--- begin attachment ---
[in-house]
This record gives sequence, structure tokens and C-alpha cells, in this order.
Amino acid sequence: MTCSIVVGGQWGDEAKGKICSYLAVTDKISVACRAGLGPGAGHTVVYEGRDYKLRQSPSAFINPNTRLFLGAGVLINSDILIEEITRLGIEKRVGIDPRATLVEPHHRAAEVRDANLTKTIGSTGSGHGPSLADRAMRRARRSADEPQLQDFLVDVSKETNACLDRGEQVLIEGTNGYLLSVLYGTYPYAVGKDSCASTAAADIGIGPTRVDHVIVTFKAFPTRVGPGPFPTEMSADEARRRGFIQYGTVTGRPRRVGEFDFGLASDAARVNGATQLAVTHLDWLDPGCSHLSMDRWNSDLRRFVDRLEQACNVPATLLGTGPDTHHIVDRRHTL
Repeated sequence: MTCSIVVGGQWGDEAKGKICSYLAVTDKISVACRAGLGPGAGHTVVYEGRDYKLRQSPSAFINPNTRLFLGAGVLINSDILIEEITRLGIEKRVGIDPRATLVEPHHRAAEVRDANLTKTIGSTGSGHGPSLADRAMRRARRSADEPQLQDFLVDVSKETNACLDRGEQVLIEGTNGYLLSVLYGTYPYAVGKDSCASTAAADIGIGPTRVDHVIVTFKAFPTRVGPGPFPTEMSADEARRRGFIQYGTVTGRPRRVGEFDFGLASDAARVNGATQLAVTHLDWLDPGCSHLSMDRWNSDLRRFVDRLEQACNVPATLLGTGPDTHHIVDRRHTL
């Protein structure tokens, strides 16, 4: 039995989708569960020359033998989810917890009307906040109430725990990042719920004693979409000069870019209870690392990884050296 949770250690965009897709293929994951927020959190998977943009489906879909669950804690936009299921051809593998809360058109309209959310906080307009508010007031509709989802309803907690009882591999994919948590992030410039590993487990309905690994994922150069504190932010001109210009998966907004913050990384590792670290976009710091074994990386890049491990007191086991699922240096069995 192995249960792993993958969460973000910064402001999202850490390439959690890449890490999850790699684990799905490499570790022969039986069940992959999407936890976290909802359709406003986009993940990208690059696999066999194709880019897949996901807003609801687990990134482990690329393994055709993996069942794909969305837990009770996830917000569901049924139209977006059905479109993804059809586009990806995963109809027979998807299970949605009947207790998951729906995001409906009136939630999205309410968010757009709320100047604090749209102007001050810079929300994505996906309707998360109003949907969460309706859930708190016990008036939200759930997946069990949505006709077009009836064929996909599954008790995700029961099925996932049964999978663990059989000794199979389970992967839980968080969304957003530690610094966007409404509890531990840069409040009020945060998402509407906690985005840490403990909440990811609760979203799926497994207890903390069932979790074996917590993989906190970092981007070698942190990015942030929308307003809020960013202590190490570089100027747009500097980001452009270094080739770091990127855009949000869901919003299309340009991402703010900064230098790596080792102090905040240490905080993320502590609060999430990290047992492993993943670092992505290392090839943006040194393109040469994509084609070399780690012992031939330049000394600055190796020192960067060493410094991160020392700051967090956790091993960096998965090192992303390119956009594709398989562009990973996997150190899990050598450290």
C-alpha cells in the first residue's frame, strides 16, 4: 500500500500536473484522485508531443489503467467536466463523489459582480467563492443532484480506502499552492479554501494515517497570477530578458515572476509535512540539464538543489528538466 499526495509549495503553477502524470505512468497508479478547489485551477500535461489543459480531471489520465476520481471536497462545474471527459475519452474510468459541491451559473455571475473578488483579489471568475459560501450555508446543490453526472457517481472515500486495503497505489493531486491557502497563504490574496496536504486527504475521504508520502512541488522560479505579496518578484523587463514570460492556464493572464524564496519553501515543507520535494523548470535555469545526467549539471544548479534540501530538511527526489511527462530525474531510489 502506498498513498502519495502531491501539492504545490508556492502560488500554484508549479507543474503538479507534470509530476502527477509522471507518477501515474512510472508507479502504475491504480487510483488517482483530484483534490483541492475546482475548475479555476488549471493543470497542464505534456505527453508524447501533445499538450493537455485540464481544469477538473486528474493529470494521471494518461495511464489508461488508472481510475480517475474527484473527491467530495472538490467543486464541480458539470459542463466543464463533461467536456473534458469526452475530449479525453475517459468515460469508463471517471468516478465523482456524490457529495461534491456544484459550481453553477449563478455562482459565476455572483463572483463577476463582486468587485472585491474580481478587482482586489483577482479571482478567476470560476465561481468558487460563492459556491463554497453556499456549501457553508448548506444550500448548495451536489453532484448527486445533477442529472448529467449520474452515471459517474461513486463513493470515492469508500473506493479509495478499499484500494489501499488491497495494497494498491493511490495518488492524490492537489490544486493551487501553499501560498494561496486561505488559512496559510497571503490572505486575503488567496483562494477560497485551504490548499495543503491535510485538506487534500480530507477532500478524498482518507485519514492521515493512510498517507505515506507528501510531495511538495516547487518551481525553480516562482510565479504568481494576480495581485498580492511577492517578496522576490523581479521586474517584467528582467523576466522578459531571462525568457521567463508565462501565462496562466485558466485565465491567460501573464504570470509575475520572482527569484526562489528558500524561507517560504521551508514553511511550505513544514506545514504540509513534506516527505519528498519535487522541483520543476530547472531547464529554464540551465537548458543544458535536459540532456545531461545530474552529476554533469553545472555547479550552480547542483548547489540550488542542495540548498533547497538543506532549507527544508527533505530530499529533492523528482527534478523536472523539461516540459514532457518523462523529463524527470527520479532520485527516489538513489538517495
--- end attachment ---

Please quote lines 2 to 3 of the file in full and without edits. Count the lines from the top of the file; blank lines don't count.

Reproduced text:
This record gives sequence, structure tokens and C-alpha cells, in this order.
Amino acid sequence: MTCSIVVGGQWGDEAKGKICSYLAVTDKISVACRAGLGPGAGHTVVYEGRDYKLRQSPSAFINPNTRLFLGAGVLINSDILIEEITRLGIEKRVGIDPRATLVEPHHRAAEVRDANLTKTIGSTGSGHGPSLADRAMRRARRSADEPQLQDFLVDVSKETNACLDRGEQVLIEGTNGYLLSVLYGTYPYAVGKDSCASTAAADIGIGPTRVDHVIVTFKAFPTRVGPGPFPTEMSADEARRRGFIQYGTVTGRPRRVGEFDFGLASDAARVNGATQLAVTHLDWLDPGCSHLSMDRWNSDLRRFVDRLEQACNVPATLLGTGPDTHHIVDRRHTL